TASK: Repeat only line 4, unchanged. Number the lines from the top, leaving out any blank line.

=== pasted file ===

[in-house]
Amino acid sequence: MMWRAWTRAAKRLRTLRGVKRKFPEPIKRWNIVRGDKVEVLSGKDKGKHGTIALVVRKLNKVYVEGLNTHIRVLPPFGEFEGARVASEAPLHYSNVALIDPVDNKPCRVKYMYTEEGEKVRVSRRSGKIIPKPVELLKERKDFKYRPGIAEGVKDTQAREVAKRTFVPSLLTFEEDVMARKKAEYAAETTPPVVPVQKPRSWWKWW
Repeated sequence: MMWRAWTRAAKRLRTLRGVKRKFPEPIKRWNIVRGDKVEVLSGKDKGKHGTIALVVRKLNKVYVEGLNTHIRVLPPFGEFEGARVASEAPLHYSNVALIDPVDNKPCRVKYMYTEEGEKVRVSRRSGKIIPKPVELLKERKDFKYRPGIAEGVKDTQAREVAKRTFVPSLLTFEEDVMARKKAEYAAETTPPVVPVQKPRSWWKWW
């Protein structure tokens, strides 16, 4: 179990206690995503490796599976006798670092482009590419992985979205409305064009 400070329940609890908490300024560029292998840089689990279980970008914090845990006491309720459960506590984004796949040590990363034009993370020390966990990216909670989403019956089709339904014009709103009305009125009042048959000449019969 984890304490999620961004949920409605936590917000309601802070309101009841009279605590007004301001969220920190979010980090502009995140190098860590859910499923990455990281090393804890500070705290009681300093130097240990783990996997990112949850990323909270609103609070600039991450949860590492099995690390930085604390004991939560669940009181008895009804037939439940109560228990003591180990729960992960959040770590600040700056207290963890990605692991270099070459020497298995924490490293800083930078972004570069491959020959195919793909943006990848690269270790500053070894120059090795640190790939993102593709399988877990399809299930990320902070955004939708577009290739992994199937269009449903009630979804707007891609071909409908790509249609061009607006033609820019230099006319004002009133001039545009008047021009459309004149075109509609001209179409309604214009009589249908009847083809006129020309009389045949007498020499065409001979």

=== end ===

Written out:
């Protein structure tokens, strides 16, 4: 179990206690995503490796599976006798670092482009590419992985979205409305064009 400070329940609890908490300024560029292998840089689990279980970008914090845990006491309720459960506590984004796949040590990363034009993370020390966990990216909670989403019956089709339904014009709103009305009125009042048959000449019969 984890304490999620961004949920409605936590917000309601802070309101009841009279605590007004301001969220920190979010980090502009995140190098860590859910499923990455990281090393804890500070705290009681300093130097240990783990996997990112949850990323909270609103609070600039991450949860590492099995690390930085604390004991939560669940009181008895009804037939439940109560228990003591180990729960992960959040770590600040700056207290963890990605692991270099070459020497298995924490490293800083930078972004570069491959020959195919793909943006990848690269270790500053070894120059090795640190790939993102593709399988877990399809299930990320902070955004939708577009290739992994199937269009449903009630979804707007891609071909409908790509249609061009607006033609820019230099006319004002009133001039545009008047021009459309004149075109509609001209179409309604214009009589249908009847083809006129020309009389045949007498020499065409001979």